We Don’t Grow Up; We Just Grow Old

Treat Thompson



All The Hope And Fire by Erin Milez

As we’re led into adulthood we realize our child-like whimsicalness is out of place.

We get a seat at the grownup table but have to leave our innocence and wonder at the door. It’s a sad thought.

Thomas Wolfe captured that with the title of his novel “You Can’t Go Home Again.”

But Maya Angelou had the opposite perspective. To her, we don’t grow up, we just grow old.

We’ll always be the kids we think we used to be because that’s home.

Thomas Wolfe warned in the title of America’s great novel that “You Can’t Go Home Again.” I enjoyed the book but I never agreed with the title. I believe that one can never leave home. I believe that one carries the shadows, the dreams, the fears and dragons of home under one’s skin, at the extreme corners of ones eyes and possibly in the gristle of the ear lobe.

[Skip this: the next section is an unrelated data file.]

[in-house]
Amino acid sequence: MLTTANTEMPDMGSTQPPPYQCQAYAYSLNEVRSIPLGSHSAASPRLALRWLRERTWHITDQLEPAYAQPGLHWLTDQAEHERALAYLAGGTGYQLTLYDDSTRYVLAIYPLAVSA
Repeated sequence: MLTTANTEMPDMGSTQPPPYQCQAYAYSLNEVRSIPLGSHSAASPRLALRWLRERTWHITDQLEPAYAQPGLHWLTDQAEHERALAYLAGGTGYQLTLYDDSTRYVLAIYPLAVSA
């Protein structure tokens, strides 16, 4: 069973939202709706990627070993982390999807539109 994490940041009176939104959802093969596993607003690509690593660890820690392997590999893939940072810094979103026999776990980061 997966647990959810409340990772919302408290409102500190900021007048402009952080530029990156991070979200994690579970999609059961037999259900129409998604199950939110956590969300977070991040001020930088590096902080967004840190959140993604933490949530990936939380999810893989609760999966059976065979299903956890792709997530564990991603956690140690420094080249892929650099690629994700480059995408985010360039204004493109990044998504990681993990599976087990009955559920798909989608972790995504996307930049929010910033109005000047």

Home is that youthful region where a child is the only real living inhabitant. Parents, siblings, and neighbors, are mysterious apparitions, who come, go, and do strange unfathomable things in and around the child, the region’s only enfranchised citizen.

Geography, as such, has little meaning to the child observer. If one grows up in the Southwest, the desert and open skies are natural. New York, with the elevators and subway rumble and millions of people, and Southeast Florida with its palm trees and sun and beaches are to the children of those regions the way the outer world is, has been, and will always be. Since the child cannot control that environment, she has to find her own place, a region where only she lives and no one else can enter.

I am convinced that most people do not grow up. We find parking spaces and honor our credit cards. We marry and dare to have children and call that growing up. I think what we do is mostly grow old. We carry accumulation of years in our bodies and on our faces, but generally our real selves, the children inside, are still innocent and shy as magnolias.

We may act sophisticated and worldly but I believe we feel safest when we go inside ourselves and find home, a place where we belong and maybe the only place we really do.

Maya Angelou, Letter to My Daughter (2008)

Childhood isn’t a lie; adulthood isn’t the truth.